Farmland rental markets: Trends in contract type, rates, and risk

Research output: Contribution to journalArticlepeer-review


Purpose – This article aims to explore recent trends in farmland rental markets using data for the state of Illinois. Trends in the types of rental agreements used and the relationship between the rental rate for those contracts, land values, crop revenues, production costs, and farm returns are examined. Design/methodology/approach – Data from various sources and at different levels of aggregation for the state of Illinois are used to provide illustrations of historical trends in farmland rental agreements and rental rates, and how they are related to various market and industry factors. Focus is placed on the more recent period since 2005 characterized by high commodity price levels and volatility. Findings – The majority of farmland in the Midwest is controlled under rental agreements which are increasingly of the fixed cash rent type. Rental rates have increased, but at a slower rate than farm returns. Average rental and interest rates imply that land values are consistent with the current market environment. Aggregate rental rates mask considerable variation in farm-level rents, only a portion of which can be explained by differences in soil productivity. Given the current level of price volatility, the tenure position of a farm operation has a significant effect on downside risk exposure. Originality/value – The illustrations provided in this paper should be of interest to researchers working in the area of farmland values and rental agreements, as well as to practitioners including farmers, landowners, and professional farm managers. The findings should motivate additional research and recognition of the importance of tenure position to the performance and risk exposure of grain farms.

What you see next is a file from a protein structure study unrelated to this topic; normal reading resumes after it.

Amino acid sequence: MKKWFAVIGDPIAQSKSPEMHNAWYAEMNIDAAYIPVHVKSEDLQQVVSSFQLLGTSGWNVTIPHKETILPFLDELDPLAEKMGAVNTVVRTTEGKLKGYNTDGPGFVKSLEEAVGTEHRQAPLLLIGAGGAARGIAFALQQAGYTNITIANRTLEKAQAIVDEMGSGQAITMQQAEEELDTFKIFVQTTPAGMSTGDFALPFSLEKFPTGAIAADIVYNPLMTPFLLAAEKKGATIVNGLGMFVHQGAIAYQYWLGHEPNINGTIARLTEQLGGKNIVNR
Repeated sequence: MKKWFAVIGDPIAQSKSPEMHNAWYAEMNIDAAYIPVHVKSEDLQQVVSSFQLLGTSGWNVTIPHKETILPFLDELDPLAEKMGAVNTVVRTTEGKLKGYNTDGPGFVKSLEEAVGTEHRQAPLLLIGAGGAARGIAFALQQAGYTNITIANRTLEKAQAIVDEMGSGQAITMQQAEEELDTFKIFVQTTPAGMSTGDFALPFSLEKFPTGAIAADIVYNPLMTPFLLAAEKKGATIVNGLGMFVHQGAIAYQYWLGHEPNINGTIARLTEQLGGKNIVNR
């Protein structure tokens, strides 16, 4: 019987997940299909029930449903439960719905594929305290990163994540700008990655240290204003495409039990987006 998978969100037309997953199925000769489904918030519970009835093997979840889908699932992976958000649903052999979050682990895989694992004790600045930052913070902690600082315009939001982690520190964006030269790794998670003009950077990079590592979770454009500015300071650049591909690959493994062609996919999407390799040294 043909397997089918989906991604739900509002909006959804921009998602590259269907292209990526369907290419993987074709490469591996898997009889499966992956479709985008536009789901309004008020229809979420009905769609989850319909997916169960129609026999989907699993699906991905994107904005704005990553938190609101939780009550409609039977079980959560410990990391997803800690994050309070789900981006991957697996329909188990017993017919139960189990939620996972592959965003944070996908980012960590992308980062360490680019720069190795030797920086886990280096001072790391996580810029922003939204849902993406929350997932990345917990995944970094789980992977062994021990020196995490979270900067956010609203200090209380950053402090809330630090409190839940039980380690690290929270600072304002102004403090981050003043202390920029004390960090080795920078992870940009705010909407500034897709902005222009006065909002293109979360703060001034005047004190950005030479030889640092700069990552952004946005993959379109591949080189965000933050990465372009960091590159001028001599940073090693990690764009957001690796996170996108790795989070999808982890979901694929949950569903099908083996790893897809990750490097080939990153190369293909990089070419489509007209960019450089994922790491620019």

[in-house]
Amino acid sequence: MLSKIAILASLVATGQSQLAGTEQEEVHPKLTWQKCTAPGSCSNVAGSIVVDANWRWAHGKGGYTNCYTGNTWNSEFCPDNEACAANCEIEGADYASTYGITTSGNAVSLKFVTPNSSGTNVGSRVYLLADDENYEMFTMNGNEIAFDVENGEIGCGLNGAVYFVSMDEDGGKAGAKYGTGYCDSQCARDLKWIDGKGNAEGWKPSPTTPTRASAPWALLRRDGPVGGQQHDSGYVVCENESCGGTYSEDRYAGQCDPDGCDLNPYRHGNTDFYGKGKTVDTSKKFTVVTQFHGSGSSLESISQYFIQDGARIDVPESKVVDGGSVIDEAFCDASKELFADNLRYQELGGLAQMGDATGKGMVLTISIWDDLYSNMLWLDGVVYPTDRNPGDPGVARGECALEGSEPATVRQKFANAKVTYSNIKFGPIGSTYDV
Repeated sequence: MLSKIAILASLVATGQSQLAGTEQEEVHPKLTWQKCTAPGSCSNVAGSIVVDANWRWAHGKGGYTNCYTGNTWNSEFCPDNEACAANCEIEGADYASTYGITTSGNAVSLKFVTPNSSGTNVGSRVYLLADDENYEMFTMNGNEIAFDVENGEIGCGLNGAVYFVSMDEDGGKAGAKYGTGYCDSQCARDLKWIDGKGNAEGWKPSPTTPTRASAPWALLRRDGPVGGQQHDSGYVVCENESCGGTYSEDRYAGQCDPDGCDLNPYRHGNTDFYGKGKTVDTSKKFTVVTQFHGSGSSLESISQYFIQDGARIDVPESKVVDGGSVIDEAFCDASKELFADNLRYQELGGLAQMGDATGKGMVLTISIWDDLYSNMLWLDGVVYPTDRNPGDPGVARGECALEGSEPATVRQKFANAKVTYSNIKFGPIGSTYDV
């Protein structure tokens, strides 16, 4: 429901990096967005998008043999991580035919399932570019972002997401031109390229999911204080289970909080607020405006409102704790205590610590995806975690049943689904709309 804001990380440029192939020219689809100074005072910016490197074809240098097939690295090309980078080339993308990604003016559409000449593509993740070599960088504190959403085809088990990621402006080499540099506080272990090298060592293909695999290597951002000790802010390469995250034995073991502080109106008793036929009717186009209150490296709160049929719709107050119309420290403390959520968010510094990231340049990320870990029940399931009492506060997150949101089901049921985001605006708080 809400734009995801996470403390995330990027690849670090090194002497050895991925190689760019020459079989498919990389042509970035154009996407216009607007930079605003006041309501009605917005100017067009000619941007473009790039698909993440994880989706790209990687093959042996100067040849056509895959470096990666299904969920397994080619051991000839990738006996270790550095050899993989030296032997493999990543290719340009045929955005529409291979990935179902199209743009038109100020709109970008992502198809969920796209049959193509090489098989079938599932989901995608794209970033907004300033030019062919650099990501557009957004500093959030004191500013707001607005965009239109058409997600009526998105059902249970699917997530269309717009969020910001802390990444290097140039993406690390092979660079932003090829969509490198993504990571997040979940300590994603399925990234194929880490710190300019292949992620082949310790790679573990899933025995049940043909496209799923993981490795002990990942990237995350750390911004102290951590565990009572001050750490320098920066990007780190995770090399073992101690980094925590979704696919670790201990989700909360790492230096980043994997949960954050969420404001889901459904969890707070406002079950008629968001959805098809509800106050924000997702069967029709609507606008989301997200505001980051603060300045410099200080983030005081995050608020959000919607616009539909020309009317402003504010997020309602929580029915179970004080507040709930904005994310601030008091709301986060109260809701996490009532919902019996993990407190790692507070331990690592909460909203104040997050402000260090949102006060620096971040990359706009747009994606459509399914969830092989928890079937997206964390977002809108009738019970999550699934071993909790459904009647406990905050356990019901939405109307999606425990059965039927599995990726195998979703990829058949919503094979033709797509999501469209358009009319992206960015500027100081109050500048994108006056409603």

Original languageEnglish (US)
Pages (from-to)32-44
Number of pages13
JournalAgricultural Finance Review
Issue number1
StatePublished - May 3 2013


  • Cash rent
  • Crop share
  • Crops
  • Farmland values
  • Farms
  • Income
  • Income risk
  • Rental value

ASJC Scopus subject areas

  • Agricultural and Biological Sciences (miscellaneous)
  • Economics, Econometrics and Finance (miscellaneous)


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